The words of the prophet Micah are spoken to the people of Israel at a similar time to those of the better known prophet Isaiah, and the message itself is quite similar (though very brief in comparison). But Micah writes from a very different context: from a tiny village in the countryside where the life and death of the marginalised and the poor are determined daily by distant and greedy rulers, judges, priests, and even prophets. It is because of them that all will be destroyed, he warns.
Yet God’s future plans will not be ruined by the desolation of God’s people.
One day, the greatest of all kings will be born to a small family in the small town of Bethlehem. God will use the little and unlikely to change the world.
So, today, I labelled my lovely advent calendars: “Little” for the tree (which is very miniature in comparison to the Norwegian fir tree that we’ll decorate this week), and “Unlikely” for the reindeer-moose-thingy because – though undeniably cute – he seems completely inappropriate for our Australian context.
Into “Little” I popped a small scroll of something little that I can do that will make a small difference to another person’s life in some way. The first task was inspired by a very particular person and a very particular need but I’ve generalised the idea: Reach out in a sensitive way to someone who usually keeps others at a distance.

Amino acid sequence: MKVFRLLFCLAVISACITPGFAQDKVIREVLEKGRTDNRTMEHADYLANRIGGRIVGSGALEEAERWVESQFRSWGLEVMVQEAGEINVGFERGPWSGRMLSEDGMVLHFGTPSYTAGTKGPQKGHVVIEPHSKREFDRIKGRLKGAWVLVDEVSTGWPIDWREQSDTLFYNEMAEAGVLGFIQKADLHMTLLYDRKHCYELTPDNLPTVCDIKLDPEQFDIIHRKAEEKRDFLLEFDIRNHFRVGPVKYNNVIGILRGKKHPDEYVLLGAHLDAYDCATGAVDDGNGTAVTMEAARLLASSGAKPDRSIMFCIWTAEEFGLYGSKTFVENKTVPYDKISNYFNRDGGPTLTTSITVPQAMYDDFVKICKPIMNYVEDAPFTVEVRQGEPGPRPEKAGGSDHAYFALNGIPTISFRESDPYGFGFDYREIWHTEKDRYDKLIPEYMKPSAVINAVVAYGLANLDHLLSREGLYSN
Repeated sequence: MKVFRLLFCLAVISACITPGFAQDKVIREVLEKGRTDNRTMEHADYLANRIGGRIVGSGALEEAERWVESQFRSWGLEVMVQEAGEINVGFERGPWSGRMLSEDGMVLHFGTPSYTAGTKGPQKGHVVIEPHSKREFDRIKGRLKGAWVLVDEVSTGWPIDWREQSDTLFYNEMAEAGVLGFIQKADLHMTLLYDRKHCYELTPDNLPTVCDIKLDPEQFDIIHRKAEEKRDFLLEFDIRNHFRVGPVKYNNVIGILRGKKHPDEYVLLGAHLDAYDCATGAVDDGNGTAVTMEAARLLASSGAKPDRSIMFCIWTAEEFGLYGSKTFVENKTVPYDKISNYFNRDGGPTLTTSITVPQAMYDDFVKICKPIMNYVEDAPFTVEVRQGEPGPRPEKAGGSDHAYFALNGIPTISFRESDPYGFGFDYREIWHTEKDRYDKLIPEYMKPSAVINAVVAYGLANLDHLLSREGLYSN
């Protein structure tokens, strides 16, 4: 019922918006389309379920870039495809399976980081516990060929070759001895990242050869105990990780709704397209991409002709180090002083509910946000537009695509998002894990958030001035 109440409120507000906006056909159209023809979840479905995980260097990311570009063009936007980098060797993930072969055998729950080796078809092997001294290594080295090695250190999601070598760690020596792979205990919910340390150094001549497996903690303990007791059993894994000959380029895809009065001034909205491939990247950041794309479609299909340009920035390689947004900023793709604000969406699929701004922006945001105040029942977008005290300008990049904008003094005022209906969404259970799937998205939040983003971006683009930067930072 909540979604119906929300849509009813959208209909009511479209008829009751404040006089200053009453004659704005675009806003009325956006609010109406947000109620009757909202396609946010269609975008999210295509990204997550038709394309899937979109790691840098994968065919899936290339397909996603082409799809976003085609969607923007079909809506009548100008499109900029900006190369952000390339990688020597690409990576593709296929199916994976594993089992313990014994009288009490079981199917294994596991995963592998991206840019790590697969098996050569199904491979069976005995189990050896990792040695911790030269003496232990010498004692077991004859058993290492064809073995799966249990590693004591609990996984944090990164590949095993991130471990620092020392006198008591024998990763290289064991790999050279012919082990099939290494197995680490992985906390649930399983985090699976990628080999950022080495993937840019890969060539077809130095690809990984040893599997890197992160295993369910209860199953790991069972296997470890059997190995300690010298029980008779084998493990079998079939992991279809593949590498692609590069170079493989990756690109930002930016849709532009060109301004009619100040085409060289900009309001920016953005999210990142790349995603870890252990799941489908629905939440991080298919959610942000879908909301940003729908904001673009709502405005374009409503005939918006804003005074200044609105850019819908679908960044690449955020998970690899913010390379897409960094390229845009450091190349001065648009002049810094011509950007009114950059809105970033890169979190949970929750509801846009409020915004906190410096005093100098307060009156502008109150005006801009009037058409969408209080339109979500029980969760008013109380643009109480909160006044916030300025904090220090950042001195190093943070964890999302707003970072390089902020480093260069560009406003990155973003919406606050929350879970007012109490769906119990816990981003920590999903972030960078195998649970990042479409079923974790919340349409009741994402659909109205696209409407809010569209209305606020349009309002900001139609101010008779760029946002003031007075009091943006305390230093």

Into “Unlikely” I popped a small scroll containing a big prayer. With today being Cyber Monday, I prayed for the cancellation of debt and a financial breakthrough for individuals and families who are victims of our consumer culture. It seemed like a pretty impossible thing to ask for but … “though you are small ….”
Each day in Advent, I plan to add a scroll to both, detailing a little task that can make a difference in another’s life and a big prayer that seems so unlikely of coming true that we may not think to ask for it. And each day, I plan to offer both.
At the end of the Christmas season, the boxes will be full instead of empty.